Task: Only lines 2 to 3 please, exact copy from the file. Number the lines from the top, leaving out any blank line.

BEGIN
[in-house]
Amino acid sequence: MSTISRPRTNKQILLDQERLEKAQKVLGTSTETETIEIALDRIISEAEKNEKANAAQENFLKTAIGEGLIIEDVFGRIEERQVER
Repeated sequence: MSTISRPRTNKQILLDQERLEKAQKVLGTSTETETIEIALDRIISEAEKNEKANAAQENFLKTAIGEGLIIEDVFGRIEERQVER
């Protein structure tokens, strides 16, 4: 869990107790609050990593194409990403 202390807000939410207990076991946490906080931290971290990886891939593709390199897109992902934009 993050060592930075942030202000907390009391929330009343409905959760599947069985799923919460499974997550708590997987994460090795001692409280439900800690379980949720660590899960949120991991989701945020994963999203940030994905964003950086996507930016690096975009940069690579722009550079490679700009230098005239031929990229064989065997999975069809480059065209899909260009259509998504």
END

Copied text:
Amino acid sequence: MSTISRPRTNKQILLDQERLEKAQKVLGTSTETETIEIALDRIISEAEKNEKANAAQENFLKTAIGEGLIIEDVFGRIEERQVER
Repeated sequence: MSTISRPRTNKQILLDQERLEKAQKVLGTSTETETIEIALDRIISEAEKNEKANAAQENFLKTAIGEGLIIEDVFGRIEERQVER